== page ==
Everything is saved in my Dropbox app, which I can access via wi-fi on my iPad, my iPhone or any computer with internet access.  I take my iPad with me when I go on tour, or if I’m teaching outside my studio and have no issues having my entire library with me at all times. I can easily print to my wireless printer (I use an Epson XP-330) or I can email the pdf to my student to print at home.

I use the PDF Reader pro for all the material I use on a regular basis (forScore is also great), so I am able to access everything without needing a wi-fi connection.  The app allows me to write on the scores to make note of key changes, tempo markings, etc. I have several folders organized by student names, plus a “work” folder which contains music that I am personally working on.  I even bring the iPad to gigs, as I have PDFs of a bunch of Fakebooks.

Was this a lot of work?  Heck, yes! But I chipped away at it over the course of a single semester.  And, I can firmly report that this has completely changed my life in so many ways.

Thanks to my (almost) paperless studio, I discovered that I was wasting hundreds of dollars a year on photocopies I didn’t need to make, and sheet music I didn’t need to buy.  Since I am organized now, it’s easy for me to find what my students need and then send them to or to buy their materials.

Since going paperless, I now have my students send me pdfs of their music, so they no longer need to print two copies of everything.   If they bring in something new, I can scan it quickly using the Genius Scan app ( it may be my favorite app ever.)  If someone forgets their music, it’s easy for me to access it on my second iPad (I have an iPad mini that we use on airplanes with our young son) and pass it on to my student.  No more wasted lesson due to forgotten music or even worse (for me!) no more wasted paper and ink (and money!!) having to print everything out a second time

I also have several packets of theory and jazz piano material that is ready to print wirelessly whenever I am working with a student.  I no longer have to keep multiple copies of these materials, as I now just print as I go.

Although it took some effort, going paperless was one of the best things I did for myself and my business.  What steps have you made to make your business run smoother?

I Had Nodules and This Is What I Learned

By: Brenda Earle Stokes, BFA, M.Mus

In 2016, after a bad bout of reflux, I noticed that my voice was getting hoarse.  Assuming that it was some combination of my allergies and fatigue from life in general, I did a little voice rest and drank extra water.  One week, two weeks, three weeks went by and it wasn’t getting better.  That’s when I panicked.  What if something was really wrong?? Continue reading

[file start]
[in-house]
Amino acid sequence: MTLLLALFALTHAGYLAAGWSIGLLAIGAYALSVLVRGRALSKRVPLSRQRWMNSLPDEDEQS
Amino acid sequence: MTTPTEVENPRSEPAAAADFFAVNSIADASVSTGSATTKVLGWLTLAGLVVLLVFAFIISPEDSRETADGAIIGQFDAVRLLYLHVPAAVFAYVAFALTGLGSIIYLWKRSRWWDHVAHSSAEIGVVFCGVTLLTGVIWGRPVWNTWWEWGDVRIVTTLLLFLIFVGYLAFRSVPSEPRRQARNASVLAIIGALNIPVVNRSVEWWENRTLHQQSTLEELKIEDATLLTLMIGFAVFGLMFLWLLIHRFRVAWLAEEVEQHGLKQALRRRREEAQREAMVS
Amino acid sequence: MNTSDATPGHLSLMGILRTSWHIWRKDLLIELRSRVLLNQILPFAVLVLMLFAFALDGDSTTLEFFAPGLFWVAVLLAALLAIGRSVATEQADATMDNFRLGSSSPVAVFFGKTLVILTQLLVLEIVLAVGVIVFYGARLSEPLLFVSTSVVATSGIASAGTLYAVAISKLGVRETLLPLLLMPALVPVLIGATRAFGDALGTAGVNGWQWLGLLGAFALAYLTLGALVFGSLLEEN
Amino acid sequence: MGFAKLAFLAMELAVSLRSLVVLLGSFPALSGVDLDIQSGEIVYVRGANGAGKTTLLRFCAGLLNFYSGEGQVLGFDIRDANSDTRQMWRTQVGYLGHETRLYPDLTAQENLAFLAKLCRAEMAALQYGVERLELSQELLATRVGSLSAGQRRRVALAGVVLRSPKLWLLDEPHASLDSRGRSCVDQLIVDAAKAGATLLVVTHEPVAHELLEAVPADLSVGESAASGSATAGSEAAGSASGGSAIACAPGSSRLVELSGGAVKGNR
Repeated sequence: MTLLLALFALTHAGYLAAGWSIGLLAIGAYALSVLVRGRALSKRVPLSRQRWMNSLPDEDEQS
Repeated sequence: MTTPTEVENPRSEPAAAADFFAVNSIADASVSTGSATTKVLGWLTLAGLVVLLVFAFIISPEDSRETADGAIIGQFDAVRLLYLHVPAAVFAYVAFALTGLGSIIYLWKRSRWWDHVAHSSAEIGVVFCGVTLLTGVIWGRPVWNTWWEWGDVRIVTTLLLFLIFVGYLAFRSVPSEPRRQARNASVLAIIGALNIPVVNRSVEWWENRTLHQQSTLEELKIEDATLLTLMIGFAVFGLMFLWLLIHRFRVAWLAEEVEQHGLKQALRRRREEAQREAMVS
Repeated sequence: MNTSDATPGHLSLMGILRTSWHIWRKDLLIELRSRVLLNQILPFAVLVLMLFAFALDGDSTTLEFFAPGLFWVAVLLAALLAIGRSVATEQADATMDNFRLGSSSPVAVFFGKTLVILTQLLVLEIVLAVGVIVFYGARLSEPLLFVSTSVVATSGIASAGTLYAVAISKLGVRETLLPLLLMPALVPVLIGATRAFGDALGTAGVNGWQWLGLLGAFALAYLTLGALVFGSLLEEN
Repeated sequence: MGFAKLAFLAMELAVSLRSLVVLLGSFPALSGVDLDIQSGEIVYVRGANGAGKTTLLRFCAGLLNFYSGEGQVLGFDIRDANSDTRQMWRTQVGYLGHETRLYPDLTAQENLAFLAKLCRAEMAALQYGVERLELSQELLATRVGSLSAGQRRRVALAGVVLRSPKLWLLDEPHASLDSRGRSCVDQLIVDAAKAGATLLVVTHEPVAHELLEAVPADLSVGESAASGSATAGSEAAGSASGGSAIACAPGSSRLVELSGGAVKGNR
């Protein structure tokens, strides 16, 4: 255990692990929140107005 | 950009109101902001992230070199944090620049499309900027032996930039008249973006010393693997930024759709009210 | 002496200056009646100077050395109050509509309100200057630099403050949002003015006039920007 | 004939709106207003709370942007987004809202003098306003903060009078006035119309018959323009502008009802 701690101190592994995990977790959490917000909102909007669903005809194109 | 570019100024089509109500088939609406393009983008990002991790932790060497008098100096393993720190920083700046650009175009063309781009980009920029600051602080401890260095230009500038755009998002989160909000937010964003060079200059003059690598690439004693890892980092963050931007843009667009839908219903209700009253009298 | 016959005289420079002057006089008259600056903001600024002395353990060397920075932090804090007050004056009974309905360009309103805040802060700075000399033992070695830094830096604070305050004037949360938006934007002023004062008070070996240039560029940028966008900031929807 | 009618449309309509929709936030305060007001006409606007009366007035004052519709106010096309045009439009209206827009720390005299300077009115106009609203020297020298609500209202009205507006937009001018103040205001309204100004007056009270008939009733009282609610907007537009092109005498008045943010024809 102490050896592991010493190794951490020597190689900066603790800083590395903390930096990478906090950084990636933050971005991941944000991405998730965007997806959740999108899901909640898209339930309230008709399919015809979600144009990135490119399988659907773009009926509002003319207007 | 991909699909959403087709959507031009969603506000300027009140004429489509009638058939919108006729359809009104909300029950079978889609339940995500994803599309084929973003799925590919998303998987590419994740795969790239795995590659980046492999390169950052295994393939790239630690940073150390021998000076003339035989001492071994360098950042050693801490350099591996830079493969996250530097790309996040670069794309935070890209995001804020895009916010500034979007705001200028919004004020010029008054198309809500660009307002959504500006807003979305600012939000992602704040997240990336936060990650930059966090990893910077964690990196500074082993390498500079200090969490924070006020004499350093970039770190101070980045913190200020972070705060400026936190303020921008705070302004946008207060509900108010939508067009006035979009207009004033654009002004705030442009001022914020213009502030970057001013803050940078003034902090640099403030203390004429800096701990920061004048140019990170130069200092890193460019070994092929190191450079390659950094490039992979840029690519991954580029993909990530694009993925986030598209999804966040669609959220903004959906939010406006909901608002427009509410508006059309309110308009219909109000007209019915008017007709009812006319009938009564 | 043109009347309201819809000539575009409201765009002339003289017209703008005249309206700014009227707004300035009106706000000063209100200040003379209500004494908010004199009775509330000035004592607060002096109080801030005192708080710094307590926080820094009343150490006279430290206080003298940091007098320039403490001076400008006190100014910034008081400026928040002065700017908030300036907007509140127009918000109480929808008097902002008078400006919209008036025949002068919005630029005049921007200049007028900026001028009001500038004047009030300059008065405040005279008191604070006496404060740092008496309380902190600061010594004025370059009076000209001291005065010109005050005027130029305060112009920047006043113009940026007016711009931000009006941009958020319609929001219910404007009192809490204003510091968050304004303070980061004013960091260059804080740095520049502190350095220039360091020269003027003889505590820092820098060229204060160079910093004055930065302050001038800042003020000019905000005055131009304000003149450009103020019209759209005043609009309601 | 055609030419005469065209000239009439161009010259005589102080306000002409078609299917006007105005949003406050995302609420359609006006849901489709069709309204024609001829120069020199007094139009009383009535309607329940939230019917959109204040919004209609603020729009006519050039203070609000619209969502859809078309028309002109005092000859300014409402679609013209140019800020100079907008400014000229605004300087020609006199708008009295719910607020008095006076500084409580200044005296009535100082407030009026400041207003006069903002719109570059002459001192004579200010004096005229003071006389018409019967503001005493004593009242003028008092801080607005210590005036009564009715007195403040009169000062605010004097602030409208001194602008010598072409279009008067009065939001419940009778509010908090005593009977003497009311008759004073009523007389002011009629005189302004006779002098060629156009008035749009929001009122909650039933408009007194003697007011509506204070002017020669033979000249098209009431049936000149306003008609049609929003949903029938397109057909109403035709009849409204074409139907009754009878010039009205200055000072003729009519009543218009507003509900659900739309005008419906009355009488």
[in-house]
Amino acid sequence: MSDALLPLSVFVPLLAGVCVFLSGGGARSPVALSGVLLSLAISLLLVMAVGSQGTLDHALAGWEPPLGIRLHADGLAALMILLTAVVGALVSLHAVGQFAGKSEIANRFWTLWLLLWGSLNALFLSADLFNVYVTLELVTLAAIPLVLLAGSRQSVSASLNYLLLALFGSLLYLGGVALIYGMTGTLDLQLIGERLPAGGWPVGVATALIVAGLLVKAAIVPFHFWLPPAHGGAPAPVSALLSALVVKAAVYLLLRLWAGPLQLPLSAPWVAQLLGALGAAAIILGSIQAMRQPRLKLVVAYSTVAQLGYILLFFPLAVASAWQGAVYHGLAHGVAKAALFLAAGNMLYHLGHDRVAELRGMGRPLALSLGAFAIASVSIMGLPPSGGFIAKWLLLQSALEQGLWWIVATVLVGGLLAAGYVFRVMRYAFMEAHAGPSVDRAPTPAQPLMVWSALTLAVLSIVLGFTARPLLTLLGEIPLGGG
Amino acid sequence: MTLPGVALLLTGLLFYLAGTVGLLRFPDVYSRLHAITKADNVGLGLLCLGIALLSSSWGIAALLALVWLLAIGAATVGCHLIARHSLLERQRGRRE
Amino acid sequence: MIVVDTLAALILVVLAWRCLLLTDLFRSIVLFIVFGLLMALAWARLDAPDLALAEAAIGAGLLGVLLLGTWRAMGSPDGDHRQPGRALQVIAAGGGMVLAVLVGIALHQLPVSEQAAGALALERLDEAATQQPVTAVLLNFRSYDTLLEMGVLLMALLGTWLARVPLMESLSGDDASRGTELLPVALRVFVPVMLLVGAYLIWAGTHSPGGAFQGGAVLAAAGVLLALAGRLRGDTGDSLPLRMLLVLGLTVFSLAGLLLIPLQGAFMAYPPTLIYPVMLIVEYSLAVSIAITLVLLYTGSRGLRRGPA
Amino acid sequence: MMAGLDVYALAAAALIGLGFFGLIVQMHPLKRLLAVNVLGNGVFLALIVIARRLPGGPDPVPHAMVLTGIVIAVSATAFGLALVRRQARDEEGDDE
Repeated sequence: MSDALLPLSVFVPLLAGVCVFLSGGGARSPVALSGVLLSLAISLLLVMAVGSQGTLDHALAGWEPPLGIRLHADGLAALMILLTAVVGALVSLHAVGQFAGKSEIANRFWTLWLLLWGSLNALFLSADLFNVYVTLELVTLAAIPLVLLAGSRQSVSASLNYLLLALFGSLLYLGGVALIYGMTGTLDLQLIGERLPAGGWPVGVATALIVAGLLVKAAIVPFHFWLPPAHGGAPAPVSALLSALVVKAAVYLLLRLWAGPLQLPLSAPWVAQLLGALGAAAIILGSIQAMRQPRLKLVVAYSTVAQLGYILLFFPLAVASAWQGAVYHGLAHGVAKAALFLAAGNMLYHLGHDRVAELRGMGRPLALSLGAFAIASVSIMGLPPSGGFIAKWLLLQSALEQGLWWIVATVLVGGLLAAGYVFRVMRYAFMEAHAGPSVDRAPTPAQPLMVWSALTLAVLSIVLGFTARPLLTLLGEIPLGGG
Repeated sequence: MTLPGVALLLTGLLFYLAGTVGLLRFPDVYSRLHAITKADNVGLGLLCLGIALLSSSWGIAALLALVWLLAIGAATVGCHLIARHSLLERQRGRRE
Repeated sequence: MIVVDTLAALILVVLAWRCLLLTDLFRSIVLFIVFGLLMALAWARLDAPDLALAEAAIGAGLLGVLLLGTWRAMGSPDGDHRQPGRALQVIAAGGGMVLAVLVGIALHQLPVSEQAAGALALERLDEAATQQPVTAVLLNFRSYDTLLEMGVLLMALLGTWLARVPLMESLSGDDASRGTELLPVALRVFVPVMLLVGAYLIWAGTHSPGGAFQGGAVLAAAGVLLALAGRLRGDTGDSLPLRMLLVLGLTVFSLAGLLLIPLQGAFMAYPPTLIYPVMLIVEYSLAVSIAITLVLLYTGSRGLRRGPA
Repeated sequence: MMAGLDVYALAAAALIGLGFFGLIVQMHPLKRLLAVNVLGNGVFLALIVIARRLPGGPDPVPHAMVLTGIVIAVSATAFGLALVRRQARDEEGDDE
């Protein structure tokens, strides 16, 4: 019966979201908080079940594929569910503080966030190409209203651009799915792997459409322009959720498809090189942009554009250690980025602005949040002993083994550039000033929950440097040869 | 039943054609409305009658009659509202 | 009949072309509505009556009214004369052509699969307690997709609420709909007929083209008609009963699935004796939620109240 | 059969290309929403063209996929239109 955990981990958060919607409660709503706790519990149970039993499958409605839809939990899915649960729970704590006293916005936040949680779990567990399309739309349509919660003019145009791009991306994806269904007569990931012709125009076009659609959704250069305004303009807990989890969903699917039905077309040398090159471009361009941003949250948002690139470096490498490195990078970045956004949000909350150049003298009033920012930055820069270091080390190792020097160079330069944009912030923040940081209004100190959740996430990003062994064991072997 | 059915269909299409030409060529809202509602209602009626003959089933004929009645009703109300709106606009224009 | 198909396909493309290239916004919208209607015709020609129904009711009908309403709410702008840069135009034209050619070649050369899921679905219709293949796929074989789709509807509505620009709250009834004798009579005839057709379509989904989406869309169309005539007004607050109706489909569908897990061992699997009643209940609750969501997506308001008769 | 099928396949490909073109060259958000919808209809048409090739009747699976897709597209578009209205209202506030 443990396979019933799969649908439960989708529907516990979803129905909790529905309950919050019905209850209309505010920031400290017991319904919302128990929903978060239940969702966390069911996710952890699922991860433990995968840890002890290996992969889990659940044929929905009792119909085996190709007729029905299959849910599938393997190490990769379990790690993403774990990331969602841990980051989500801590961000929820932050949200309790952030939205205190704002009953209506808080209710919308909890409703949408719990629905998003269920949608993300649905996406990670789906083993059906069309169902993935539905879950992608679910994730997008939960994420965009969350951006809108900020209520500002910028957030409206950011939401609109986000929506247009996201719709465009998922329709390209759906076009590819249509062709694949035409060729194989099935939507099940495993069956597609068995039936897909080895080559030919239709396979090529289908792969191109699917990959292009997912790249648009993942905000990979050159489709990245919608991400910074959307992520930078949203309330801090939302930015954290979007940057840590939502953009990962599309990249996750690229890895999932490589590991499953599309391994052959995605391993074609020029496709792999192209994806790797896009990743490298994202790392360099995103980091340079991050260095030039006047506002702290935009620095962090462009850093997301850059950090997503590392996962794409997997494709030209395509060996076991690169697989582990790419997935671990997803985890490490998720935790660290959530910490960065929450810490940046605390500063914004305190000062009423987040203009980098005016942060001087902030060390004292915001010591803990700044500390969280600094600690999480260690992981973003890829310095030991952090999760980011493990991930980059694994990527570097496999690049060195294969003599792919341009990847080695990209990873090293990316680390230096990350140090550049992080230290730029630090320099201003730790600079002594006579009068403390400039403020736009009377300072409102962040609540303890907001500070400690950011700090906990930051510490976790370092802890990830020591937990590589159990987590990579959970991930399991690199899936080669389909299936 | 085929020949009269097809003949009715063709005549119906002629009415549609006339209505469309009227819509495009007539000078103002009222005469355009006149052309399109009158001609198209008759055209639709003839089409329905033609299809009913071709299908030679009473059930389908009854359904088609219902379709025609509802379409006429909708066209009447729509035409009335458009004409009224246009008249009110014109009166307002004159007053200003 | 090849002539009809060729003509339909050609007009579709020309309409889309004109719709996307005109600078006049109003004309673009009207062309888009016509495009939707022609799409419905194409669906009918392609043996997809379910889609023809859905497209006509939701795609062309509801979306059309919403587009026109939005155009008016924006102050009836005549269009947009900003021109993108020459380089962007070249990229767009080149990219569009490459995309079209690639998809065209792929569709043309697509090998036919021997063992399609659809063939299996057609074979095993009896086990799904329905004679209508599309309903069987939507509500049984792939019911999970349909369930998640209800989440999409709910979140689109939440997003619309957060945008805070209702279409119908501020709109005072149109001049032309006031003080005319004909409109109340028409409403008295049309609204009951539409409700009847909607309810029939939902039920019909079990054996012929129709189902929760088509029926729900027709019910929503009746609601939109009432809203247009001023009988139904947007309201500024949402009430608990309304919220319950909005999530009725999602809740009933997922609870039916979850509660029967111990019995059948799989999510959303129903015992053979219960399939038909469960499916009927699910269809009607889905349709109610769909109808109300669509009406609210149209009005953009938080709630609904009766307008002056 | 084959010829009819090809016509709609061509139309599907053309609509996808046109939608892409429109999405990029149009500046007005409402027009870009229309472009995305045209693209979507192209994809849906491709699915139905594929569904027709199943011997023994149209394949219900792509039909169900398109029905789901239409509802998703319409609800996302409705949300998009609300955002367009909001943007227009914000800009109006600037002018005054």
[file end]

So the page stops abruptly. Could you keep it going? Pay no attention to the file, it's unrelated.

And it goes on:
Everything You Ever Wanted to Know About SLPs (but were afraid to ask)

An Interview with SLP Leanne Goldberg MS, CCC-SLP

By Brenda Earle Stokes, BFA, M.Mus.

Leanne Goldberg is a Speech and Language Pathologist at the Grabscheid Voice and Swallowing Center at Mount Sinai Hospital in New York City.

Back in 2016, I was diagnosed as having vocal fold nodules.  My laryngologist recommended speech therapy, but at the time his SLP on staff was on maternity leave.  When I asked around, Leanne Goldberg’s name came up, and it turns out I already knew her socially.  She provided me with excellent care, provided me with six weeks of highly effective treatment and helped me to recover and improve my speech habits.  She was so caring towards me during this highly upsetting time in my career and was quick to answer me when I reached out for additional support. Continue reading

Allergies be gone! An Interview with my allergist Dr. Michael Lewin

Required listening…Allergies by Barenaked Ladies

It’s that time of year again!

It’s April in NYC and just we’re getting excited to finally put away our heavy coats and observe the buds on the trees and the blooming of flowers, a great many of us allergy sufferers knows what this means.  It’s time for the sniffling, sneezing, watery eyes nightmare that is spring.  And if you’re a singer, this may be a worse time of year for you than even cold and flu season. Continue reading

An End to Allergies?

Allergies are rampant these days, and can be especially debilitating for singers.  Allergies can cause stuffed nose, mucus in the throat, coughing, sneezing and even wheezing.  Left untreated, laryngitis and other vocal issues can rear their ugly heads.  I was one of these poor people.  I struggled with terrible allergies, which would often hinder my vocal performances.  Over the counter medications like antihistamines would help with the allergies but would dry me out and cause even more laryngitis.  Replacing my laryngitis with more laryngitis was not a happy solution. Continue reading

So You Don’t Have to Marry A Piano Player!

My first instrument is piano. Lessons starting at age 4, Royal Conservatory training until grade 9, when I quit to take up jazz piano full time. I spent the entire four years of university transcribing Bud Powell solos and practicing in the “woodshed” for 8 hours a day. Besides a little singing in the church choir when I was a kid, I didn’t really start singing seriously until I was in my early 20s. Continue reading